Per McLachlin C.J. and Côté and Rowe JJ. (dissenting):

A contract without ambiguity is to be applied, not interpreted. But the trial judge’s conclusion that the contract of affiliation is clear and need not be interpreted is a palpable and overriding error. A reading of the entire contract reveals ambiguities which should have led the trial judge to go on to interpret the parties’ common intention under art. 1425 of the Civil Code of Québec.

First, it is not clear from the renewal clause’s wording that it is stipulated uniquely in favour of the member pharmacists. The clause clearly makes Uniprix the beneficiary of a notice obligation. But nothing about the wording of the clause clarifies that the presumption of renewal in paragraph two of the clause is stipulated in favour of one party or the other. Second, reference to other portions of the contract does nothing to resolve the ambiguity. Third, the ambiguity is magnified by the interaction between the express term of 60 months and the renewal clause. The presence of an express 60‑month contractual term typically denotes the termination of obligations for both parties on expiry of the term. But when read in light of the renewal clause, the term apparently functions asymmetrically to bind Uniprix, though not the member pharmacists, in potential perpetuity. Fourth, when the member pharmacists’ tendered interpretation — that Uniprix is bound forever solely at the member pharmacists’ discretion — is considered in the context of the agreement’s other clauses, the unreasonable result produced suggests an inquiry into whether the parties intended to be so bound. The potential for the interests of a particular member to conflict with those of the collective raises a question as to whether the parties intended that Uniprix be forever beholden to any individual member. Finally, the extent to which the renewal is automatic is itself an open question. The clause’s wording suggests the renewal is contingent, not automatic. The renewal clause kicks in only if the member pharmacists fail to provide notice of whether they will leave or stay.

However, even if it is assumed that the trial judge’s reading of the renewal clause was correct, the contract of affiliation should be characterized as an indeterminate one and the appeal should be allowed on this basis. The characterization of a contract determines the juridical category into which it falls and the legal consequences attaching to it as a result. Characterization and interpretation of a contract are discrete tasks that should not be confused. Unlike the interpretive exercise, where the trial judge seeks out the parties’ common intention, the trial judge is not bound by the parties’ ostensible, or even preferred, characterization. Instead, characterization is a question of law that is left to the determination of the court. The determination of the contract’s term is a matter of legal characterization, since it is concerned with the intended legal effects of the agreement and the presence or absence of an extinctive term is essential to the nature of contracts of successive performance with a fixed term.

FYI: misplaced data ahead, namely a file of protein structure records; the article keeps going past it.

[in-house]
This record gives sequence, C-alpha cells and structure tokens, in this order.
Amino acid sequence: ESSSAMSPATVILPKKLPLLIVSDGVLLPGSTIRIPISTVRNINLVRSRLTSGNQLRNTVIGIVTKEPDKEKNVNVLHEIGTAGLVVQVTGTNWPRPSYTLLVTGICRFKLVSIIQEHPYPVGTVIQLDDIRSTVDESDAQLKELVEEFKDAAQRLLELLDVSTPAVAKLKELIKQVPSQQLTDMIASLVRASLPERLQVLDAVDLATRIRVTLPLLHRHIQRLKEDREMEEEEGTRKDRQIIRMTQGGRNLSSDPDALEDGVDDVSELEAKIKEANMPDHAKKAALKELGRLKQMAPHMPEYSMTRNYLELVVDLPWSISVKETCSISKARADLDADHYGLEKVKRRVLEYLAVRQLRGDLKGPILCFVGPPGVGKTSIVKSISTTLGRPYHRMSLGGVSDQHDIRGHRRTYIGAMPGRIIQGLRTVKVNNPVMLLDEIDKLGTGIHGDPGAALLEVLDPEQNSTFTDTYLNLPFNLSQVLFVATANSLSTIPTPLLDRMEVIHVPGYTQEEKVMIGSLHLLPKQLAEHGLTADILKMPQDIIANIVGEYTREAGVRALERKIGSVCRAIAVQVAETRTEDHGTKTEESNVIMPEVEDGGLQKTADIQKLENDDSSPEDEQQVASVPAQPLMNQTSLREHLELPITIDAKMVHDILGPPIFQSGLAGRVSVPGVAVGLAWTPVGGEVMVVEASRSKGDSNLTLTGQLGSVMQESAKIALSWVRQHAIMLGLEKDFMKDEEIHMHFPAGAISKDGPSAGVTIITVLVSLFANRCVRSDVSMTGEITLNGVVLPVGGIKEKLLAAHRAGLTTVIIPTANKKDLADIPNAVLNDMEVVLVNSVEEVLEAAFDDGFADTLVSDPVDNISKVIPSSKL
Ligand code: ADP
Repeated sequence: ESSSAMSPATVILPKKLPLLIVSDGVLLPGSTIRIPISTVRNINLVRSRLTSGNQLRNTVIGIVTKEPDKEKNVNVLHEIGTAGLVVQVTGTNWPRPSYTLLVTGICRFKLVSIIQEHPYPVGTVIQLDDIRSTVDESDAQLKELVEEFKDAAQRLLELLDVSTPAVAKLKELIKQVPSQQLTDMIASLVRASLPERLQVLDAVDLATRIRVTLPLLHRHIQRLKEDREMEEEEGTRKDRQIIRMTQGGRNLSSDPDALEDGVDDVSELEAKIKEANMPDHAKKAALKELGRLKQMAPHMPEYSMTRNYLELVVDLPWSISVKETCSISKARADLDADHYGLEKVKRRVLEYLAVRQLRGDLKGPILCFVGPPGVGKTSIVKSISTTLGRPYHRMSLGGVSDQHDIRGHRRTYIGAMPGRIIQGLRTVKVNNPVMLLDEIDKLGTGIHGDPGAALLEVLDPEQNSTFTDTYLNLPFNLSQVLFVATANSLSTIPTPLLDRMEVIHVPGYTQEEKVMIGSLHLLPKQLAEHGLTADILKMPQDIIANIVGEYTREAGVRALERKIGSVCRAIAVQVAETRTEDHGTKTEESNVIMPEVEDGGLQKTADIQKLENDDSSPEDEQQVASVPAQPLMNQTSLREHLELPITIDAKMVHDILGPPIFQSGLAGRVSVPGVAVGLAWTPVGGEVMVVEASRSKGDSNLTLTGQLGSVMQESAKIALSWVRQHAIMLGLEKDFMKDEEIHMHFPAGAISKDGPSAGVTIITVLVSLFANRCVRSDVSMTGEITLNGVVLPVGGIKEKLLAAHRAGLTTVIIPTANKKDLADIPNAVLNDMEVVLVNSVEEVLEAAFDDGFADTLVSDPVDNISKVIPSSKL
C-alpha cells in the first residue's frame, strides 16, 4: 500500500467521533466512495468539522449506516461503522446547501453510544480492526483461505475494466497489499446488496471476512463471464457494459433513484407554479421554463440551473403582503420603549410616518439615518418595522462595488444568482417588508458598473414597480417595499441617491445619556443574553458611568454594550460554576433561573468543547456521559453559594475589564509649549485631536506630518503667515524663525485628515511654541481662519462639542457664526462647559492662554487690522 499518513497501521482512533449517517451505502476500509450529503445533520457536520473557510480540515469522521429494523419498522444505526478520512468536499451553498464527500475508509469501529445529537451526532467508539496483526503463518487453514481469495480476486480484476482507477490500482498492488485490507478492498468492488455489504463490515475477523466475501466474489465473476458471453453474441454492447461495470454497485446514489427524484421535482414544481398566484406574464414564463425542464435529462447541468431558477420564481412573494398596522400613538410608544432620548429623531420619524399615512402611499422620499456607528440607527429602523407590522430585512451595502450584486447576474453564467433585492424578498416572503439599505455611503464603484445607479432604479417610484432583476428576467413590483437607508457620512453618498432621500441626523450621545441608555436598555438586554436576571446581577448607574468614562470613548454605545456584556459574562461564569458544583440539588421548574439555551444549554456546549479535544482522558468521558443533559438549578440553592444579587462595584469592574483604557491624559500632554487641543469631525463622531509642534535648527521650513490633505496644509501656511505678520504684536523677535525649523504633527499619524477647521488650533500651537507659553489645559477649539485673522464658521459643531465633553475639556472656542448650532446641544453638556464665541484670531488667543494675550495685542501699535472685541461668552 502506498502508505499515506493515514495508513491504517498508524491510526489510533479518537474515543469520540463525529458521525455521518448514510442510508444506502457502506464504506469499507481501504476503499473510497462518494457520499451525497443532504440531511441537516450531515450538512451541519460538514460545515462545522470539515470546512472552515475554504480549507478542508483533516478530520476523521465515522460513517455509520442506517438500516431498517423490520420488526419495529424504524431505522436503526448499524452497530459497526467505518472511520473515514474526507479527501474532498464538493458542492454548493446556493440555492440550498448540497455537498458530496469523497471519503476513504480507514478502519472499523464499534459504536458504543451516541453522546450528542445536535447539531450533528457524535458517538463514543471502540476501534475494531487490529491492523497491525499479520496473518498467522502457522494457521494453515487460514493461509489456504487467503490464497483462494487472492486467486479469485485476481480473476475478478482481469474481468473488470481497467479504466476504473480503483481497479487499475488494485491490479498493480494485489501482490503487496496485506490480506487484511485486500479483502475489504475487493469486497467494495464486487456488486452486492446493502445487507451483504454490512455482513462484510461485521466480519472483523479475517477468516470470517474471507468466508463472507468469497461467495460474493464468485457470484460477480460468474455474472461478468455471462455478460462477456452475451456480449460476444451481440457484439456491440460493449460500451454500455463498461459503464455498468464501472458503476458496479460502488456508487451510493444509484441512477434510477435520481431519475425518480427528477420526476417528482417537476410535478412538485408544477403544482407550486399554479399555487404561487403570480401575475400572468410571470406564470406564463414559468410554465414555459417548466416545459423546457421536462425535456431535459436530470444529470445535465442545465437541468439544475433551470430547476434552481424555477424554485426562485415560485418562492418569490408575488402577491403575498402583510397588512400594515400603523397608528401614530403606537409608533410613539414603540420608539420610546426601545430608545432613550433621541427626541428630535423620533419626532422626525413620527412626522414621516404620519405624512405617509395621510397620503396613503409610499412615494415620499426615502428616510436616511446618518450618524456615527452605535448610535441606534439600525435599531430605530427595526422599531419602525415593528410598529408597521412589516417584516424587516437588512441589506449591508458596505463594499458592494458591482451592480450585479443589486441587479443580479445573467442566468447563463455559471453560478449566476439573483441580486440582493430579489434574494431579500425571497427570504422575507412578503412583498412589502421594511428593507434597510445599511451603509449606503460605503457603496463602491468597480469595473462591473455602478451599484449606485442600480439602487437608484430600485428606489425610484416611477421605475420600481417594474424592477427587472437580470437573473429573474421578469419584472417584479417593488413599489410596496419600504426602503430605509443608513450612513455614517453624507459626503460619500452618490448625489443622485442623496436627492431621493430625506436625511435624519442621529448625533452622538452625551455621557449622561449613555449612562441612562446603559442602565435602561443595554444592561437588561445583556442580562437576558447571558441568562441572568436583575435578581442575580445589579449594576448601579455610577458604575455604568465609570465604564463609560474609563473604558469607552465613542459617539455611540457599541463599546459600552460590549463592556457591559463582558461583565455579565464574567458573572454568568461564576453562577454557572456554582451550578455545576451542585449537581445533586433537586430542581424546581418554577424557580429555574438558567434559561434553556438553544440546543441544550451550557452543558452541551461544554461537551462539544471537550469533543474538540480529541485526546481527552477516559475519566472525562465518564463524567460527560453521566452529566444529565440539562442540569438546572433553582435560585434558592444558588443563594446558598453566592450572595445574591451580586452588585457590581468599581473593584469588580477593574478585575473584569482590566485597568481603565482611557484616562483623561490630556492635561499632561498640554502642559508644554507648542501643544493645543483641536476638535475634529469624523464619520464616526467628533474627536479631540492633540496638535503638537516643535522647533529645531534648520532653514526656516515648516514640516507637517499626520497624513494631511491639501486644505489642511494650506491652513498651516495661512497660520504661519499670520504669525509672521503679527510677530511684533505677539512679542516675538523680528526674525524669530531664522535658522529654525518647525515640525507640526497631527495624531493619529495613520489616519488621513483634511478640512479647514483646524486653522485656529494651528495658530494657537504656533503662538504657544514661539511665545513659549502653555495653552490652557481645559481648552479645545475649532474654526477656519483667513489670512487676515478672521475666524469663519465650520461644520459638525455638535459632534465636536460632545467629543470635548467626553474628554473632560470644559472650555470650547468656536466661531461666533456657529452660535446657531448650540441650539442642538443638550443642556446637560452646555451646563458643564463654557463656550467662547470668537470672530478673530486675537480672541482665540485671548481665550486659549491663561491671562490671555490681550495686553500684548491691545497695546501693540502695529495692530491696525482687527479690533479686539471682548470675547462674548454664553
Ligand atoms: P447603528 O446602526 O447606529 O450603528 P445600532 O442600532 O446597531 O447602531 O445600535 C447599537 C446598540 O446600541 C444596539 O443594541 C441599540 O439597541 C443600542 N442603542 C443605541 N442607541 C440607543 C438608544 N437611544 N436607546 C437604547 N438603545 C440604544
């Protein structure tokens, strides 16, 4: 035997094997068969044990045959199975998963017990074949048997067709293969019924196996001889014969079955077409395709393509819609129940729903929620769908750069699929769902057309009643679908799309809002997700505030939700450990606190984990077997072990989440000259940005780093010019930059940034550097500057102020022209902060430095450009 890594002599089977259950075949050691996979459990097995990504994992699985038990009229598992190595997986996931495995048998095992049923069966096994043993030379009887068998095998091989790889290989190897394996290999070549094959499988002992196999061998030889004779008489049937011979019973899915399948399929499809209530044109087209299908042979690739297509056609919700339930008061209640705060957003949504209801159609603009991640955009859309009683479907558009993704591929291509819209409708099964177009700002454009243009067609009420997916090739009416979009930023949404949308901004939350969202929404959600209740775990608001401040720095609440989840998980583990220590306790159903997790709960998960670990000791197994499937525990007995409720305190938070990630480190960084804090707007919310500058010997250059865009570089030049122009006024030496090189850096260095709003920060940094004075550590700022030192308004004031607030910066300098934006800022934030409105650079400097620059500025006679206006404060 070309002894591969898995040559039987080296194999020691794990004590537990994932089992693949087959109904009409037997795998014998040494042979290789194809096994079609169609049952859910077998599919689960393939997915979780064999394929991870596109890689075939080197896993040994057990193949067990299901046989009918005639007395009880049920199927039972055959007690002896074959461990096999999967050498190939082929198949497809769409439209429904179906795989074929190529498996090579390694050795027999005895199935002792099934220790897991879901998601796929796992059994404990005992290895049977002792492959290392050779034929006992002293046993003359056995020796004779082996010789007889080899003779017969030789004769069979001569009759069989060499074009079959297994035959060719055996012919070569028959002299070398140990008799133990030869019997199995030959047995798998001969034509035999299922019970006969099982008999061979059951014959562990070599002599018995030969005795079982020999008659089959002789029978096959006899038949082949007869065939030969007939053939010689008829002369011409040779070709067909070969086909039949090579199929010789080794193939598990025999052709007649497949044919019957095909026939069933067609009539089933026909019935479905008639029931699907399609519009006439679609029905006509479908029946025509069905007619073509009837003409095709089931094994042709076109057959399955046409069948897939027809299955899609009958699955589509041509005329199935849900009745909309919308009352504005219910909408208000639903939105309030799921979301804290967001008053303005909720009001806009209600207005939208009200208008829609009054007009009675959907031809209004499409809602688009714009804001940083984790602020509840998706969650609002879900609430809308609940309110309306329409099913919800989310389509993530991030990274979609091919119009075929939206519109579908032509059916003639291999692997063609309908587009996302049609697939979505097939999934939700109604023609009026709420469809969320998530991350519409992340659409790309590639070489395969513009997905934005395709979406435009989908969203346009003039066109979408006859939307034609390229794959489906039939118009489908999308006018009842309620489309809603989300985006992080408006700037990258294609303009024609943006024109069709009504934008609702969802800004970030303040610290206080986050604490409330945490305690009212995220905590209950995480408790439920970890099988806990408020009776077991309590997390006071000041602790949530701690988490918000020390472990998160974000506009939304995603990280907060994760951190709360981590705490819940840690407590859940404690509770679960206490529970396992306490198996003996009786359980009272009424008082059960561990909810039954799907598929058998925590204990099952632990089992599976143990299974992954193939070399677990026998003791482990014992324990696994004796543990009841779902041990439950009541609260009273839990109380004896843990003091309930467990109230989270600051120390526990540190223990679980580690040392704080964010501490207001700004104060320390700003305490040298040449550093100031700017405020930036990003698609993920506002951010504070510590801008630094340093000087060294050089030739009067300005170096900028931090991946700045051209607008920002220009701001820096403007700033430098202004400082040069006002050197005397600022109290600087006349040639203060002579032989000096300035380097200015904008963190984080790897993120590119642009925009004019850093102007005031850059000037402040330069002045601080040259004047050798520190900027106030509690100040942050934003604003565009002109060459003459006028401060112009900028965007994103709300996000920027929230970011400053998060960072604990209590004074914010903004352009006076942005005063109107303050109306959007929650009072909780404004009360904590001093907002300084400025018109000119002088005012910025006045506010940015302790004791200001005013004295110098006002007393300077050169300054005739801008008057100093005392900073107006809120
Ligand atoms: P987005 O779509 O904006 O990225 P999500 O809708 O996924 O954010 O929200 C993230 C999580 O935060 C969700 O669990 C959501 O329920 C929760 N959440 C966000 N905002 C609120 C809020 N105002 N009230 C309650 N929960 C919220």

In this case, the juridical effect of the renewal clause is to extend the same contract for a further period of time. Since only the member pharmacists may oppose renewal, only they have the benefit of a certain term that will extinguish their obligations. The result is that the contract of affiliation would effectively have a hybrid term: one of five years as applied to the member pharmacists; but one of potential perpetuity, or indeterminacy, as applied to Uniprix. However, a contract’s term must function symmetrically for both parties and the possibility of a hybrid term should not be endorsed. Therefore, there are two possible characterizations of this agreement. The contract either has a perpetual term — that is, a fixed term of forever with an option to exit arising periodically for the member pharmacists, in which case the public order analysis becomes relevant — or is for an indeterminate term, because there is no clear extinctive term. The correct characterization is the latter one. This conclusion is consistent with the well‑established principle that contracts with a purportedly certain extinctive term are to be characterized as indeterminate where the realization of the term is dependent on the decision of only one of the parties. It is also consistent with the law’s reluctance to infer perpetuity in the absence of the parties’ express stipulation to that effect.

A contract for an indeterminate term may be resiliated on reasonable notice. The reasonableness of the notice of resiliation in any given case is a fact‑driven, contextual inquiry. Considering the fact that Uniprix sent a notice of resiliation on July 26, 2012, the member pharmacists will have benefitted from a reasonable notice by the date of this decision. Therefore, the contract of affiliation should be declared to be terminated as of this date.

Reasons for judgment: Wagner and Gascon JJ. (Abella, Moldaver, Karakatsanis and Brown JJ. concurring)

Dissenting Reasons: Côté J. (McLachlin C.J. and Rowe J. concurring)

Neutral Citation: 2017 SCC 43

Docket Number: 36718

https://scc-csc.lexum.com/scc-csc/scc-csc/en/item/16746/index.do